To expand on what Bass said, the most common means of separating metals from waste material is gravity separation. Prospectors who are out to find gold, for example, will first classify the material using screens in order to try to get the particles the same size. Gold is 19 times heavier than water and also much heavier than most of the waste material. When the particles are the same size and subjected to aeration in water, the heavier particles (gold) will sink to the bottom of the container, allowing the lighter material to wash out. The most common example of this is called "panning". Panning is one of the oldest and still the most reliable means of separating metals from waste material. There are several tools prospectors use for gravity separation. The pan, sluice, panning wheel, "blue bowl", "gold cube" and shaker table. Googling these items should help you to visualize and help understand them. With the modern day gold rush that is being driven by the high gold prices currently, there are several new designs in gold recovery products being developed, tested and implemented in the field. In all processes, the final step to clean up is still the good old gold pan. Adaquate classification and aeration is the key to success.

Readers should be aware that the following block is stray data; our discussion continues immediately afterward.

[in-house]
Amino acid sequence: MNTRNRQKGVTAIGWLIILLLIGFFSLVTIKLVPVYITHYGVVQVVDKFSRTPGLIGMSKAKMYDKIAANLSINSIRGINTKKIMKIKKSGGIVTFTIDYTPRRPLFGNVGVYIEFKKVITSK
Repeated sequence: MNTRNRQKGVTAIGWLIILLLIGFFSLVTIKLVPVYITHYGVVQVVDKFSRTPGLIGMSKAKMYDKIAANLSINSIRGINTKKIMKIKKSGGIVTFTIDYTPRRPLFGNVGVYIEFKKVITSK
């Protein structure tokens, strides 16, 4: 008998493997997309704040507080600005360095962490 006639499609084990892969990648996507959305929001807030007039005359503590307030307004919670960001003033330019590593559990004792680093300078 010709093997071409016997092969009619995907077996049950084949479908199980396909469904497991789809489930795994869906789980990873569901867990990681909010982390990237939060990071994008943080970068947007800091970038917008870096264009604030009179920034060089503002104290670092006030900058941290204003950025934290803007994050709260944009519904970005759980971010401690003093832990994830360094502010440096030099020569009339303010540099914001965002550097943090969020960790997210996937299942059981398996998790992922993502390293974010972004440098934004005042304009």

The floatation process is also very effective but requires all the material to be crushed (pulverized) and chemicals are added to cause the precious metals to float where it can be collected and separated from the waste material. This type of process is usally done by large mining companies with a large facility.
In the old days, mercury was used to recover very fine gold. Gold has an affinity towards mercury (it is attacted to it). Prospectors would use mercury to collect gold particles and then retort the mercury (heat it until mercury vaporizes) and the gold would be left in the container. This is a VERY dangerous process today, and using mercury to capture gold is illegal. Google gold amalgamation.
Diamonds are a bit different. They are heavy too, but not as heavy as gold. They are not as easy to separate using the gravity separation process. For diamonds, grease is implemented. Diamonds have an affinity towards grease and will stick to it. I'm not sure if this will also work for corundum minerals.